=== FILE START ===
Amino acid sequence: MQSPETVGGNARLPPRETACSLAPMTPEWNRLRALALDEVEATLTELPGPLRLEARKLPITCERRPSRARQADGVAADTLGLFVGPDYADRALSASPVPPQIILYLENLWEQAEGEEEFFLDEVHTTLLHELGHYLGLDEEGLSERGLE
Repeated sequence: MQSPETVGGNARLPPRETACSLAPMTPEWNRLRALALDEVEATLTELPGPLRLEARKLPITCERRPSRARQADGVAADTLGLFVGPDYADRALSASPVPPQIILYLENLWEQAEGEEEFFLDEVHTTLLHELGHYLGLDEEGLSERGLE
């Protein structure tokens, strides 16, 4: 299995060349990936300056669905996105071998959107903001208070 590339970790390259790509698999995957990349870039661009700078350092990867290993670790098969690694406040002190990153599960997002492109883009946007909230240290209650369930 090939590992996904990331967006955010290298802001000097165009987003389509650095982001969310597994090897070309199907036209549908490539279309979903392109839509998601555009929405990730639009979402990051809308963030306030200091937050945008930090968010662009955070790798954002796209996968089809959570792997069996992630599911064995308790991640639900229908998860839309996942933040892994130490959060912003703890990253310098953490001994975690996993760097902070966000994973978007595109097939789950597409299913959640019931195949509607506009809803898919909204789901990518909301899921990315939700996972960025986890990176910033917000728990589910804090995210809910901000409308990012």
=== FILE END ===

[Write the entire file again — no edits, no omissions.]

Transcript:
Amino acid sequence: MQSPETVGGNARLPPRETACSLAPMTPEWNRLRALALDEVEATLTELPGPLRLEARKLPITCERRPSRARQADGVAADTLGLFVGPDYADRALSASPVPPQIILYLENLWEQAEGEEEFFLDEVHTTLLHELGHYLGLDEEGLSERGLE
Repeated sequence: MQSPETVGGNARLPPRETACSLAPMTPEWNRLRALALDEVEATLTELPGPLRLEARKLPITCERRPSRARQADGVAADTLGLFVGPDYADRALSASPVPPQIILYLENLWEQAEGEEEFFLDEVHTTLLHELGHYLGLDEEGLSERGLE
């Protein structure tokens, strides 16, 4: 299995060349990936300056669905996105071998959107903001208070 590339970790390259790509698999995957990349870039661009700078350092990867290993670790098969690694406040002190990153599960997002492109883009946007909230240290209650369930 090939590992996904990331967006955010290298802001000097165009987003389509650095982001969310597994090897070309199907036209549908490539279309979903392109839509998601555009929405990730639009979402990051809308963030306030200091937050945008930090968010662009955070790798954002796209996968089809959570792997069996992630599911064995308790991640639900229908998860839309996942933040892994130490959060912003703890990253310098953490001994975690996993760097902070966000994973978007595109097939789950597409299913959640019931195949509607506009809803898919909204789901990518909301899921990315939700996972960025986890990176910033917000728990589910804090995210809910901000409308990012």